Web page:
The abundance of opportunities to communicate in social media can be the medium’s greatest curse. Abundance means brands don’t consider their actions the way they do elsewhere where a scarcity demands a clear justification for participation. The result? Low-effort, but low-value communications that are a lot like white bread: cheap, easy and not particularly good for you. The fact is that brands can do better. They can eat whole wheat (even if it doesn’t taste as good).
The key to changing a social media diet is creating structure. Structure comes in the form of a clearly defined charter for every social channel. The elements of a charter will vary, but items like channel purpose, tone, content schedule and measurement should be addressed at a minimum.
These charters in turn govern every communication occurring on the channel. If a message or activity doesn’t conform to the charter – then don’t do it. To some observers this is a kill-joy perspective, but let’s face facts here: even a brand’s lighthearted messaging should have a clearly stated internal purpose. Brands are not involved with social media by mistake or just for fun. Companies are in the medium to accomplish something and if they can’t define what that is, then things have gone awry somewhere.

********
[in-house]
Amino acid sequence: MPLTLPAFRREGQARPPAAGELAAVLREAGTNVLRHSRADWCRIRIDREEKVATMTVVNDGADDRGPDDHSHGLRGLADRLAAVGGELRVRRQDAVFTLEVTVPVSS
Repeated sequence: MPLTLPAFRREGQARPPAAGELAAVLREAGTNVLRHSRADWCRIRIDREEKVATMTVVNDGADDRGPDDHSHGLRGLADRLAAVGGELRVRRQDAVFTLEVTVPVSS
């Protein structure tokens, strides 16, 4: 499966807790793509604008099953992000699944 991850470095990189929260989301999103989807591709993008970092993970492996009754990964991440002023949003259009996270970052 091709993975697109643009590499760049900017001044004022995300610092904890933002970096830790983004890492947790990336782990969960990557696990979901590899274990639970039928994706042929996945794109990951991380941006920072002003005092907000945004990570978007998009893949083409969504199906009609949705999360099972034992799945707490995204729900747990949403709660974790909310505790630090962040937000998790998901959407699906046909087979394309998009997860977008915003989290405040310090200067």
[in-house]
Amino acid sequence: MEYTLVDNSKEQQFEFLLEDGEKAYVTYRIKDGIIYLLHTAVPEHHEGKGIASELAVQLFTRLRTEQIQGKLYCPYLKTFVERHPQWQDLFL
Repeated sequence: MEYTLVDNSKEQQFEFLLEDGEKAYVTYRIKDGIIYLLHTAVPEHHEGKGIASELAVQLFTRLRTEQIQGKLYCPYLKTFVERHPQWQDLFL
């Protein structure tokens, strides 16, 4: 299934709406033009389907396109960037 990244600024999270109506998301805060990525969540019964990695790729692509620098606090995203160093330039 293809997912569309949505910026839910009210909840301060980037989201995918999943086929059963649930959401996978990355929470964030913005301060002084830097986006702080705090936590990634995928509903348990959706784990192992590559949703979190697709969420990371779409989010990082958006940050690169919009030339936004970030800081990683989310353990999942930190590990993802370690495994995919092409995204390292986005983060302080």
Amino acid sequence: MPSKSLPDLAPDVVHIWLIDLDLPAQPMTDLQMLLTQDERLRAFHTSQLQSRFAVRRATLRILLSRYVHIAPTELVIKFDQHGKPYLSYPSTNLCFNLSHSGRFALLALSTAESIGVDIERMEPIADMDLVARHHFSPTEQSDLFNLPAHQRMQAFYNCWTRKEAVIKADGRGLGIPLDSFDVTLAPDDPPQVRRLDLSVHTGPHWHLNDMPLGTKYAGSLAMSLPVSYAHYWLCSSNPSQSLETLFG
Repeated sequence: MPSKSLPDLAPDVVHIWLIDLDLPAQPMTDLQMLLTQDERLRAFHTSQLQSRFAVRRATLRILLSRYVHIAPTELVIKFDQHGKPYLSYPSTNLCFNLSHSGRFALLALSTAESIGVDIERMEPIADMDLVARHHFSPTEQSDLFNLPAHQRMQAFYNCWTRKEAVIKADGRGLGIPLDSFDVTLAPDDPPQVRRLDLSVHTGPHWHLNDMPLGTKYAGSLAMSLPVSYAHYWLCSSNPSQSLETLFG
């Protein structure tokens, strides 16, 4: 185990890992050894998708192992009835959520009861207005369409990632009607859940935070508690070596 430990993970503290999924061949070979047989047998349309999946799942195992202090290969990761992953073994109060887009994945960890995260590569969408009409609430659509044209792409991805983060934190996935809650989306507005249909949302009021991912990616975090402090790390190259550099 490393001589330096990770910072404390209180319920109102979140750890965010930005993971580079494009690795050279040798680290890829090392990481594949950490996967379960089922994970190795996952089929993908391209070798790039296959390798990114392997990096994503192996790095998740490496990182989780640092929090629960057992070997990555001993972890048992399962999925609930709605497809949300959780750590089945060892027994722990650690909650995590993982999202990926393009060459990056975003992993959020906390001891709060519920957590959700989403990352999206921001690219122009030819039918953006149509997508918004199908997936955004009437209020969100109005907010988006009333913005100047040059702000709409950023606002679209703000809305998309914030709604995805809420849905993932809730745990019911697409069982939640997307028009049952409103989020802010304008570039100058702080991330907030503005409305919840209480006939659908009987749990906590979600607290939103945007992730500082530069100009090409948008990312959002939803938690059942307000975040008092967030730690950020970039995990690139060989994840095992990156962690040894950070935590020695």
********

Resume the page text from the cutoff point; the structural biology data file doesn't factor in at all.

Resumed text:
The benefits of social charters emerge quickly. When someone from product marketing wants to promote the latest widget in a social channel it is easy to evaluate whether it is white or whole wheat: does it fit the charter of an existing channel? If not, does it merit creating a new one? Does the messaging simply need to be reworked? Does it belong in traditional media instead? Initiatives are quickly whittled down from nice-to-haves to must-haves.
In the end, a true social business eats right. So ask yourself: was your last post white bread or whole wheat?